But the Laguna policy does not suffer from these flaws.   It includes communications capability as a factor in initiating, continuing, and terminating pursuits.   The policy sets forth procedures to notify a dispatcher when a pursuit begins, including the location, direction, description and speed of the vehicle being pursued.   It describes the dispatcher's duties and details appropriate radio channels for communicating within a city and outside it.   It requires the officer to involve a supervisor or watch commander in determining how many units should join a pursuit and directs the officer to discontinue any pursuit, if so ordered by a supervisor.   It tells officers who initiate pursuits outside Laguna to notify the affected jurisdiction by radio;  it states such notification shall be made “if possible, prior to entering their jurisdiction․”  (Emphasis in original.)   As plaintiffs themselves point out, “The [Laguna] pursuit policy ․ recognize[s] the link between radio communication and compliance with the immunity statute by providing for radio communication with supervisors, watch commanders, other units and other jurisdictions.”   That is enough to satisfy the statute.

Plaintiffs say the Laguna policy would have been legally adequate had it included the phrase “availability of assistance” as a factor in initiating pursuits, as did the Corona policy that was upheld in Billester v. City of Corona, supra, 26 Cal.App.4th at p. 1121, 32 Cal.Rptr.2d 121.   But we do not see how the inclusion of the phrase “availability of assistance” provides more guidance than the Laguna policy, which discusses using a radio to secure “additional assistance as needed.”

In Bryant v. County of Los Angeles, supra, 26 Cal.App.4th 919, 32 Cal.Rptr.2d 285, a motorist was left paralyzed by a thief who stole a deputy's patrol car.   The accident happened when other deputies gave chase.   The motorist argued the sheriff's policy failed to comply with the immunity statute because “ ‘it does not take into account the appropriate procedures when a stolen police vehicle is being used by a suspect to escape.’ ”  (Id. at p. 922, 32 Cal.Rptr.2d 285.)  Bryant declined to impose this level of specificity in section 17004.7, observing “[n]o sleight of mind or crafty drafting can produce therefrom a requirement that a pursuit policy cover such a specific set of circumstances․  [¶ ]  Were policies to contain specific procedures for specific situations, police could end up leafing through a manual before taking any kind of action.   In many cases the situation would play itself out, without police intervention, before officers could decipher which response is called for.”  (Id. at pp. 922-923, 32 Cal.Rptr.2d 285;  see Brumer v. City of Los Angeles (1994) 24 Cal.App.4th 983, 988, 29 Cal.Rptr.2d 515 [“We reject the proposition that the only way a pursuit policy can provide guidelines is by listing manifest perils”].)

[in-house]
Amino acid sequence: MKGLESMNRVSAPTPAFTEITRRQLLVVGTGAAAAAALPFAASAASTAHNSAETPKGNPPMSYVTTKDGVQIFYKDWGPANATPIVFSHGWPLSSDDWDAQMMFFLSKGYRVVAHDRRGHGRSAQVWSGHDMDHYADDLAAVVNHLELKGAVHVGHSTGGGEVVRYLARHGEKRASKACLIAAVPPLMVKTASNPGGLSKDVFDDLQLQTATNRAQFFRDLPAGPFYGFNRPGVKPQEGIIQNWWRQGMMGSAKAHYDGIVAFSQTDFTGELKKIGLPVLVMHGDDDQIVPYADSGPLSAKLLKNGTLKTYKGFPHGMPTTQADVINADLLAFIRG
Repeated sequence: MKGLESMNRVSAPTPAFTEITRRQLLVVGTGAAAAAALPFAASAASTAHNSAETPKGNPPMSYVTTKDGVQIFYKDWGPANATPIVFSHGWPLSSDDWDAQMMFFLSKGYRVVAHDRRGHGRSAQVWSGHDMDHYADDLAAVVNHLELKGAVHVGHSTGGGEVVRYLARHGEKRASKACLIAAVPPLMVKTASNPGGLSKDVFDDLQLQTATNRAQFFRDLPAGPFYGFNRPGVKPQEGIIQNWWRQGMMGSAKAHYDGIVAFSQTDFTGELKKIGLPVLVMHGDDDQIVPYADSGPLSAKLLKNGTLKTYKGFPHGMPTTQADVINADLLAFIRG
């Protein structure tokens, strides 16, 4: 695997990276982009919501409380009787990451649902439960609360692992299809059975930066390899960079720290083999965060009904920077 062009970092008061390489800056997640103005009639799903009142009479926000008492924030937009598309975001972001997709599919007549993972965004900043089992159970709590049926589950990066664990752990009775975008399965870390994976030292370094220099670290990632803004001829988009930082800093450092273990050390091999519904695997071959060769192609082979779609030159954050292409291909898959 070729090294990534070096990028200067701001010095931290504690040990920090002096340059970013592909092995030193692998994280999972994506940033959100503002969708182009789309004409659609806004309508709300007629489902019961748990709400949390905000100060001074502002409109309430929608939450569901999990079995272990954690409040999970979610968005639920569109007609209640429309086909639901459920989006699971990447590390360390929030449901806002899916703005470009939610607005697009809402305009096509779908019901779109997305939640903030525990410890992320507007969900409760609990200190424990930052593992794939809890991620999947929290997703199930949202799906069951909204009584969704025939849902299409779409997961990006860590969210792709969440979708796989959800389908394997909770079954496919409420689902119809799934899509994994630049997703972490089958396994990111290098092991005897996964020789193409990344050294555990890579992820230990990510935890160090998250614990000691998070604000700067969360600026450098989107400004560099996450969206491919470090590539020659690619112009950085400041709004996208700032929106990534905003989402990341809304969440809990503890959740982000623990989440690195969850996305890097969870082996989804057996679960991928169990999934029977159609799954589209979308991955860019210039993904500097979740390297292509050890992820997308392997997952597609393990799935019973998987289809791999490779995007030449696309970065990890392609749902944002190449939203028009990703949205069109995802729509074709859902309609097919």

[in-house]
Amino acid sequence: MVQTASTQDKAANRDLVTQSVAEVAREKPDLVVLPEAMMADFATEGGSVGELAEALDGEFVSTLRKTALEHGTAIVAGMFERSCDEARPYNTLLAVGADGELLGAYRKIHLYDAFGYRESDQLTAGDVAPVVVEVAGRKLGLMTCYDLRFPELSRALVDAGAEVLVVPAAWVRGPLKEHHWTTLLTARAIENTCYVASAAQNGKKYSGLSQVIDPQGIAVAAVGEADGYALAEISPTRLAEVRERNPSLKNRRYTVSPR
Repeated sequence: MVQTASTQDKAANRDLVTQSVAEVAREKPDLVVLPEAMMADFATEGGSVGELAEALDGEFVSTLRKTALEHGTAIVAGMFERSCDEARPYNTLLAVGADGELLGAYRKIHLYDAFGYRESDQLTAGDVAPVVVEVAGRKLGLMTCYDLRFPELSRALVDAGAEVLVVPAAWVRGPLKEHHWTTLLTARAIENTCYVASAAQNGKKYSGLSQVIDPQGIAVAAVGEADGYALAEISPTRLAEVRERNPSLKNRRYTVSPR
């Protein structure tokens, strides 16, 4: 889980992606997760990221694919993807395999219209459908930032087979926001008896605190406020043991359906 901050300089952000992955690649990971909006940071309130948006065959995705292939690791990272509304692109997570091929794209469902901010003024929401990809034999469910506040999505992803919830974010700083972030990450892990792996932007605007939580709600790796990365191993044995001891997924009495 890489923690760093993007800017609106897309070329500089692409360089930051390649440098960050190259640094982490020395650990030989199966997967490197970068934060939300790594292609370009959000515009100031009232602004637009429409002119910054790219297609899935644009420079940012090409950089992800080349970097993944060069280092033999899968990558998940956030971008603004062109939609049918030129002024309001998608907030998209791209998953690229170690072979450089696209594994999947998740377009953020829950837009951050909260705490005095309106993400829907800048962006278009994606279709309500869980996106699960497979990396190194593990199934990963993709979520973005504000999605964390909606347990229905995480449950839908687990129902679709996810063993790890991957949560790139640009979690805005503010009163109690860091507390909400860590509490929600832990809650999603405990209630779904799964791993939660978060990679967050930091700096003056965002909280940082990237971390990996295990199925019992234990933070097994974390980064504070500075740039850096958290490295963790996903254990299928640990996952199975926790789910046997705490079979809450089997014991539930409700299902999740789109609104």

We find the Laguna guidelines appropriately “control and channel” the pursuing officer's discretion to consider communications as a factor in  continuing a pursuit.   The policy expressly includes “equipment malfunction or concerns” as a factor in discontinuing any pursuit.

 There are no magic words that validate or discredit a pursuit policy for purposes of the immunity.   We reach our decision based upon the totality of the 20-page Laguna policy, including its communications component, and its repeated emphasis on public and officer safety in balancing the risks of a pursuit against the need to immediately capture an offender.   Unlike the inadequate policy in Colvin v. City of Gardena, supra, 11 Cal.App.4th at pp. 1281-1282, 15 Cal.Rptr.2d 234, the Laguna policy includes criteria to give direction to the officer in the field.   It is not “bereft” of guidelines, nor does it “blatantly eschew” setting forth appropriate factors.  (Id. at p. 1285, 15 Cal.Rptr.2d 234.) 6

This case exemplifies the type of high risk, low frequency situation, in which a policy may provide guidance but not categorical direction.   We encourage police departments to benefit from the hindsight perspective of the instant accident to strengthen their pursuit policies and training programs in situations when communications capabilities are impaired.7


 Plaintiffs alternatively contend Vehicle Code section 17004.7 requires that any valid police pursuit policy “must contain a prohibition  against initiating a police pursuit without a functioning radio.”   Such a prohibition must be “unequivocal.”